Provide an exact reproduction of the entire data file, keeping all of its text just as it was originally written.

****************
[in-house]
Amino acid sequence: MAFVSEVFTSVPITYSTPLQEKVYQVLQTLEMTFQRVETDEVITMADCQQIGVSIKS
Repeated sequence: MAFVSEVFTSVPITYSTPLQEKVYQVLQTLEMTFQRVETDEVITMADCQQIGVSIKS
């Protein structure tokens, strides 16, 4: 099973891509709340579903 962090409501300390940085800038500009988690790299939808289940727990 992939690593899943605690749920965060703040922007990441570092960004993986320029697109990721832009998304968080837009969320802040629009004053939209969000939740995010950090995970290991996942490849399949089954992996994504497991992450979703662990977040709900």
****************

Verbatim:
[in-house]
Amino acid sequence: MAFVSEVFTSVPITYSTPLQEKVYQVLQTLEMTFQRVETDEVITMADCQQIGVSIKS
Repeated sequence: MAFVSEVFTSVPITYSTPLQEKVYQVLQTLEMTFQRVETDEVITMADCQQIGVSIKS
């Protein structure tokens, strides 16, 4: 099973891509709340579903 962090409501300390940085800038500009988690790299939808289940727990 992939690593899943605690749920965060703040922007990441570092960004993986320029697109990721832009998304968080837009969320802040629009004053939209969000939740995010950090995970290991996942490849399949089954992996994504497991992450979703662990977040709900």